The Netflix adaptation stays true to the main story, adding layers of details. The fictional city is called Aryavatra, grimy and grey, suffocating with a sense of gloom. The women's centre that Shalini is forced to stay at and prove her purity is overseen by two transgender guards, spewing curse words. The establishment is run by a man they refer to as Guru Ma. At first trying to fit in, Shalini is plotting her escape by the end of the first episode.
The book is inspired by Akbar’s personal and professional experiences. The son of a Muslim father and Christian mother, Akbar has given interviews about growing up “de-racinated” in New Delhi enclaves before moving to Mumbai, where apartment buildings renting out units based on dietary or religious strictures have regularly made headlines. His work as a reporter often involved covering the rise of Hindu nationalism, as well as issues of social justice. Although some Indian reviewers have compared Leila to Margaret Atwood’s The Handmaid’s Tale, Akbar has spoken about his affinity to South African author J. M. Coetzee. During a trip to India in 2017, Mehta caught Akbar’s interview with Newslaundry, an Indian online media critique and current-affairs portal co-founded by Indian media veteran Madhu Trehan – who happens to be a friend of Mehta’s.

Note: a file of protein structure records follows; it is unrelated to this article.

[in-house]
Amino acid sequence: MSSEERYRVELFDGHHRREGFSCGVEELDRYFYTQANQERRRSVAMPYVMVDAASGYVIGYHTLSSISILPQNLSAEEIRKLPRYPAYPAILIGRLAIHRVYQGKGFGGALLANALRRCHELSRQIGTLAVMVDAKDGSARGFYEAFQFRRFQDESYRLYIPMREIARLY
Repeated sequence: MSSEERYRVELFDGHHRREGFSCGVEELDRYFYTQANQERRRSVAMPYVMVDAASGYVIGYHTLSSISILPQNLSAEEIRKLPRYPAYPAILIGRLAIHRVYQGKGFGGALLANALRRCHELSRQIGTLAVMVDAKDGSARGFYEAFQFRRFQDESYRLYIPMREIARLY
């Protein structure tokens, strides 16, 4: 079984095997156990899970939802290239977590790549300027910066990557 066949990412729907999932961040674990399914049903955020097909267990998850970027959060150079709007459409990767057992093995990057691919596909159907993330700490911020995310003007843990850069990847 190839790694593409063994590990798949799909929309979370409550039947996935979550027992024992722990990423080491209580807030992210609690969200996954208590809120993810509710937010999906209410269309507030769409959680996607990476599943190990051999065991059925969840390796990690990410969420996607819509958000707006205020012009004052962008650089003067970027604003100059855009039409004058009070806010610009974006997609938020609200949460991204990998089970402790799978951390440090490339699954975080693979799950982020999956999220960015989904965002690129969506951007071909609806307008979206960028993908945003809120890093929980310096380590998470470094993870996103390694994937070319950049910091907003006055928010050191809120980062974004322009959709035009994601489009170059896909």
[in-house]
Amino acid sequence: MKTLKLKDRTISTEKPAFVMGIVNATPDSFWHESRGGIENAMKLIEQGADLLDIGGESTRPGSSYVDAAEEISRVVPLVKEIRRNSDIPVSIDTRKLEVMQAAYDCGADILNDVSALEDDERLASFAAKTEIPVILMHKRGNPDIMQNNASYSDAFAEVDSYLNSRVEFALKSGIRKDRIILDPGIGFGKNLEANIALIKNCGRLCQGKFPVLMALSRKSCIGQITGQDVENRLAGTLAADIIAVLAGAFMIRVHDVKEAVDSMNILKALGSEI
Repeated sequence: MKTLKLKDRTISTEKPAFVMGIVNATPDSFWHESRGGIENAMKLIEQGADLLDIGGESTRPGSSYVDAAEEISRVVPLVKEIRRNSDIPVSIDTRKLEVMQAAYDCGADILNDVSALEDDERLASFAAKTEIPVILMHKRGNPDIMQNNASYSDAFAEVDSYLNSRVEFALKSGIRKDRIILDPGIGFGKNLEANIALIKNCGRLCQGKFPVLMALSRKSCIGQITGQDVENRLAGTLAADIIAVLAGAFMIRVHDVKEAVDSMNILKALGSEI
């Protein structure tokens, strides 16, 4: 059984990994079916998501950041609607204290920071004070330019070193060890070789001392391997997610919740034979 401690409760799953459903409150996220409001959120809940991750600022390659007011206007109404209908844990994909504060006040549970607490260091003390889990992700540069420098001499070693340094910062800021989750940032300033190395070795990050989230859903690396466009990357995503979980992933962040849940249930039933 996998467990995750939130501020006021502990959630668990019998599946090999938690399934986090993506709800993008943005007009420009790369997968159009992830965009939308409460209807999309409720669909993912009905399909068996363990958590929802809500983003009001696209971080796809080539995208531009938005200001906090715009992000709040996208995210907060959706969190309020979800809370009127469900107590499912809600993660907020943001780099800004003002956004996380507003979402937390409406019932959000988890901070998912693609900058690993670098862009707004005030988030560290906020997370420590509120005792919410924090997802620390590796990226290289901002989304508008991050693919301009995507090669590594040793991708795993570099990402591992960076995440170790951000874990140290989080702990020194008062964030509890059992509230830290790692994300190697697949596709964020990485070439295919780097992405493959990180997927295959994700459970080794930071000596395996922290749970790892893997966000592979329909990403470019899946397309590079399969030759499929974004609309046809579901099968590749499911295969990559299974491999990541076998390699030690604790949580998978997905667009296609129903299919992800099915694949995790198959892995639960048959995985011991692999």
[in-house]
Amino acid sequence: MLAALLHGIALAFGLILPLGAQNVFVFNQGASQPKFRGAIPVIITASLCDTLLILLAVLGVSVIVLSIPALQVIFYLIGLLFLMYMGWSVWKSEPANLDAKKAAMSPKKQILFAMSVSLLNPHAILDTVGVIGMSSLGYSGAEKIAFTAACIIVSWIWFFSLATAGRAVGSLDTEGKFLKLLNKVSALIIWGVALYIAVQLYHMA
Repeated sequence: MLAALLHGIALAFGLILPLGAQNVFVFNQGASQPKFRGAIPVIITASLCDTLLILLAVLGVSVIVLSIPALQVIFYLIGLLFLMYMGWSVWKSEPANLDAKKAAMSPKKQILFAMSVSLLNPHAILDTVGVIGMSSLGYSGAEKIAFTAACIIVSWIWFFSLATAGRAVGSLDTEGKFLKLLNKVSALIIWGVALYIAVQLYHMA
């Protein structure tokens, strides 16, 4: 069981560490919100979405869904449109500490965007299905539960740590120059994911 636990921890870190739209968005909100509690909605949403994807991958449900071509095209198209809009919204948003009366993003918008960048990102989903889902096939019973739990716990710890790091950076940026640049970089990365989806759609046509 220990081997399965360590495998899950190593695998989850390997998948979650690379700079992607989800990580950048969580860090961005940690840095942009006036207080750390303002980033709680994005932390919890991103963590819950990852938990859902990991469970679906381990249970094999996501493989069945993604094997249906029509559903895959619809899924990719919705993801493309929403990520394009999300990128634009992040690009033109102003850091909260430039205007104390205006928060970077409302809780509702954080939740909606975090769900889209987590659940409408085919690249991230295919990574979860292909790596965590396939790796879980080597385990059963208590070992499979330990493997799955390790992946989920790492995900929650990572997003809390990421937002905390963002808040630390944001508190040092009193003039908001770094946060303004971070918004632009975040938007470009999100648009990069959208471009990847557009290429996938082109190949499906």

“Madhu told me you have to read the book. So I read the book, and I fell in love with, and forgot about it, and moved on doing other stuff,” Mehta said. In fact, she’d started working on her next film project based on Funny Boy, Canadian author Shyam Selvadurai’s critically acclaimed debut novel, when she got a call from Netflix asking if she would direct a limited series based on Leila. Impressed by the pitch document written by Urmi Juvekar, who was also the showrunner, Mehta took on the project, ensuring she had control as creative executive producer – setting the tone for the series, and especially in choosing the actors.
“The series belongs to Huma Qureshi,” says Mehta, adding that she first saw Qureshi in her debut performance in Anurag Kashyap’s Gangs of Wasseypur, a two-part gangster film set in the badlands of Indian coal mines, which played at the Toronto International Film Festival in 2012. “It was a commitment because actors do a film that’s an hour-and-a-half or two hours long, and they go home. This was a six-part one-hour series, and continuous.